History

History through Time

  • 100

    GERMANIC TRIBES AND EARLY CHRISTIAN: Tacitus' Germania

    Tacitus's book, Germania, was made up of verifiable reports that centralized around the Republic. However, it was known that he showed a tremendous amount of sympathy towards the empire. Although it was heavily biased, it is the only form of knowledge that we have today. Through this book, Tacitus was trying to show how superior the Roman empire was.
  • 313

    GERMANIC TRIBES AND EARLY CHRISTIANS: Edict of Milan

    The Edict of Milan officially made practice of Christianity legal throughout the Roman Empire. This proclamation was made by Roman Emperor Constantine.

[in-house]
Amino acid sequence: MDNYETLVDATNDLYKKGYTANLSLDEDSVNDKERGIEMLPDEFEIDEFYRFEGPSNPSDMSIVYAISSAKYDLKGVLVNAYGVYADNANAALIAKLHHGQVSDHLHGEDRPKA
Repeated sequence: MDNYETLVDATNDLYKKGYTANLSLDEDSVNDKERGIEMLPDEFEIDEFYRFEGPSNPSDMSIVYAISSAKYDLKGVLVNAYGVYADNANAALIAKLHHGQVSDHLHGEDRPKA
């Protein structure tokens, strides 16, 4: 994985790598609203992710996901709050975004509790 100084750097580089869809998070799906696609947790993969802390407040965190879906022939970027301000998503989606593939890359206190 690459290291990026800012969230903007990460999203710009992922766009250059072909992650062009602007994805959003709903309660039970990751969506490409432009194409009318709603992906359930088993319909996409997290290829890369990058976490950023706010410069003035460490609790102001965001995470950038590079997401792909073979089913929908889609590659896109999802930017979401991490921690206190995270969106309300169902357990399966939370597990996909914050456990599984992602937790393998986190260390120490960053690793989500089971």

• 325

    GERMANIC TRIBES AND EARLY CHRISTIAN: Nicaean Creed

    The Nicaean Creed was used to eradicate previous controversies regarding the trinity of God. This document states that there is one God who is made of three substances which is shown through the Trinity.
  • 330

    BYZANTINE: Theodosius Builds The Walls of Constantinople

    The walls of Constantinople helped to defend and protect the center of the new Eastern Roman Empire: Constantinople.
  • 410

    GERMANIC TRIBES AND EARLY CHRISTIAN: The sacking of Rome by Alaric

    For the first time in 800 years, Rome had been successfully invaded. This type of destruction to an empire that believed in Paganism foreshadowed the ending of Paganism as Christianity grew in popularity.
  • 410

    ENGLAND: Legions Depart